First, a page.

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You Can't Be Patriotic in Spanish

President George W. Bush signs the Homeland Security Appropriations Act of 2004 on October 1, 2003. (cc)

President George W. Bush signs the Homeland Security Appropriations Act of 2004 on October 1, 2003. (cc)

I was walking down the street, humming a tune, when suddenly I found my path blocked by two men in dark suits, narrow ties and snap-brim hats.

One of them took his wallet out of his breast pocket and held it in front of my eyes, so close I couldn’t focus on it.

“Homeland Security,” he said. “Would you mind leaning against that wall over there sir?” “Pardon me?” I responded. I didn’t have any idea what he was talking about.

That’s when the other man grabbed me by the arm, threw me against the wall and snarled: “Lean he said.” “Don’t shoot,” I said. “My wallet’s in my back pocket. Take it. Just don’t shoot.” “Spread your legs,” the mean one said, then patted me down. “He’s clean,” he said to the other one.

“Look here, there must be some mistake. I am a semi-retired news….” “There’s no mistake. We heard you. You were humming the ‘Star Spangled Banner.’” “I don’t know what I was humming, I wasn’t paying attention. What’s the difference?” “It is illegal to hum the National Anthem in public.”

“Since when?” “Since the Great Decider, our President, decided it was.”


“Because how do we know you’re not humming in Spanish? How do we know you’re not signaling your wetback friends? It’s called conspiracy to incite patriotism among illegal aliens and you get five-to-ten for it with no possibility of parole.”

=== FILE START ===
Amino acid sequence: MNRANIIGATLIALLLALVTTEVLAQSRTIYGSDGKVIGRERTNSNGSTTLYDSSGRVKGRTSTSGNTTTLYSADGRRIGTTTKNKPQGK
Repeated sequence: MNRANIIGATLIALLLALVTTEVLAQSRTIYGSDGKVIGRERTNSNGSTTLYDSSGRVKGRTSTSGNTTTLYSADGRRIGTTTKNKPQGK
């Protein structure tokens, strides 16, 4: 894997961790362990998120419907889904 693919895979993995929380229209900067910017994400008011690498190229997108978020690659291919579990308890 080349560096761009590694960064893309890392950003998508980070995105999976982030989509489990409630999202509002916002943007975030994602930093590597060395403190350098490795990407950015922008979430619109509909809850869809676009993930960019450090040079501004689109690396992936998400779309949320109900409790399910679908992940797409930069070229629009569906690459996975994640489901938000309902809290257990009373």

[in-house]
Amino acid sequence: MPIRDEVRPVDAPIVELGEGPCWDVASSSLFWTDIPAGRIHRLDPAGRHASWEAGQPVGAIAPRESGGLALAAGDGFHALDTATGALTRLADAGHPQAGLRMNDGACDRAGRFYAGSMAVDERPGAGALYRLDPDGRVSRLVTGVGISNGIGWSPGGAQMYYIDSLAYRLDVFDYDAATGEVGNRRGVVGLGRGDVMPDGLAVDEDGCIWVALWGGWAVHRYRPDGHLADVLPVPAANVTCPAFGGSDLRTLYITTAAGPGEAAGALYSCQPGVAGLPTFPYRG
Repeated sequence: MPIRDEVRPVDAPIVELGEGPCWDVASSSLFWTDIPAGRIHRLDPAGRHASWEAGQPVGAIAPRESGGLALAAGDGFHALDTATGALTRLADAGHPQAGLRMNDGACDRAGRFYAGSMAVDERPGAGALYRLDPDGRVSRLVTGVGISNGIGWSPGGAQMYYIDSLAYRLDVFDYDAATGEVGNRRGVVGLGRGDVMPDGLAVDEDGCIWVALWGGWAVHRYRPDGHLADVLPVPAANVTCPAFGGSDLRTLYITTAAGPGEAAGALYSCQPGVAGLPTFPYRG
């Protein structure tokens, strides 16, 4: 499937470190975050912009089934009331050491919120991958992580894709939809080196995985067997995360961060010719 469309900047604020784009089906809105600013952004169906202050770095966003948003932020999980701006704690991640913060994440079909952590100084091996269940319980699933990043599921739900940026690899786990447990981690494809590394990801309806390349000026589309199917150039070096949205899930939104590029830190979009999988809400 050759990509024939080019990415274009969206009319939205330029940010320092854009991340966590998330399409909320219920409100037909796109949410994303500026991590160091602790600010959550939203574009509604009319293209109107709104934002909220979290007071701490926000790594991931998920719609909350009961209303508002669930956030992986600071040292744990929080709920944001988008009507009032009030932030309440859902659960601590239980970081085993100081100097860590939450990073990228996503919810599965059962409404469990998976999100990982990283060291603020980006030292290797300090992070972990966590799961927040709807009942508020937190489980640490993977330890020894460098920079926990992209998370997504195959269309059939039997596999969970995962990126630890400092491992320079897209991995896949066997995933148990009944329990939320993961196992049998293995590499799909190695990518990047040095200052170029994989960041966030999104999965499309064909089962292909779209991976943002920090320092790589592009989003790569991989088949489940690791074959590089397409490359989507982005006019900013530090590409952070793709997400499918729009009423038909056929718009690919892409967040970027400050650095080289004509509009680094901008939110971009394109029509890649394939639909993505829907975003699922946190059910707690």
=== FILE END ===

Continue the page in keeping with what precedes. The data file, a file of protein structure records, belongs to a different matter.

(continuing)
“This is absurd. I demand to see a lawyer. I have a right to see a lawyer.” “You guys make me sick, always whining about your rights. Traitors don’t have rights. Arrest him.”

And with that the mean one twisted my arms behind my back and put a pair of plastic cuffs on them. A black sedan pulled to the curb and they forced me into the back seat and tied a blindfold around my eyes.


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The next thing I knew I was in a bleak room, still blindfolded, standing on a box with my arms out.

“You’ll save us a lot of time if you confess,” a voice said. “You might be able to plead down to a charge of thinking about singing the National Anthem in Spanish, which would be a misdemeanor.” “How can I prove to you I don’t sing the National Anthem in Spanish? I sing it in English.” “Oh yeah? I’ll bet you don’t even know the words.” “I do too: ‘Oh say can you see…blah, blah, blah…rockets red glare…blah…bombs of the free, home of the brave…play ball.’ How’s that?” “Pathetic. Fidel Castro could do better than that.”

“Come on. Nobody knows the words to the National Anthem, not all of them. It sounds like it’s been translated from Bulgarian.”

“Mo, he doesn’t like the National Anthem.” “You’re digging yourself a pretty big hole, Mister. Do you speak Spanish?” “Not really.”

“What’s that mean?” “I know a few useful phrases. You know ‘Don’t forget to dust under the bed.’ ‘Do not trim the azaleas.’ That sort of thing.” “He speaks Spanish. Wire him up.” I could feel them attaching electrodes to my arms and legs.

“There’s been a terrible mistake made here. I am a semi-retired…Ow!”

“OK mister, let’s get to the nitty gritty. Do you now or have you ever belonged to a humming society?” “What kind of society?” “A humming society, one that meets in secret and hums patriotic songs in foreign tongues.” “No, of course not. I’ve never even…Ow! Stop doing that.”

“This one’s going to be a tough nut to crack, Larry. He sounds like a Fifth Amendment hummer to me.” “The tougher they are, the louder the crack, Mo. Let’s turn up the juice all the way. We’ll see how tough he really is.” The last thing I remember was that voice, saying: “Hasta la vista, Baby.” Then everything went black.

That’s when I woke up. It was a dream. Thank Goodness I live in the United States of America and something like that could never happen here.

Donald Kaul

Donald Kaul

Donald Kaul wrote newspaper columns for half a century, beginning with a long stint at the Des Moines Register that made him a household name (in a good way) throughout Iowa. Kaul, who was named a Pulitzer Prize finalist for commentary in 1987 and 1999, wrote for OtherWords for many years, right on up to his retirement. He passed away in July 2018 and was lovingly memorialized throughout Iowa, the Midwest, and the journalistic world.

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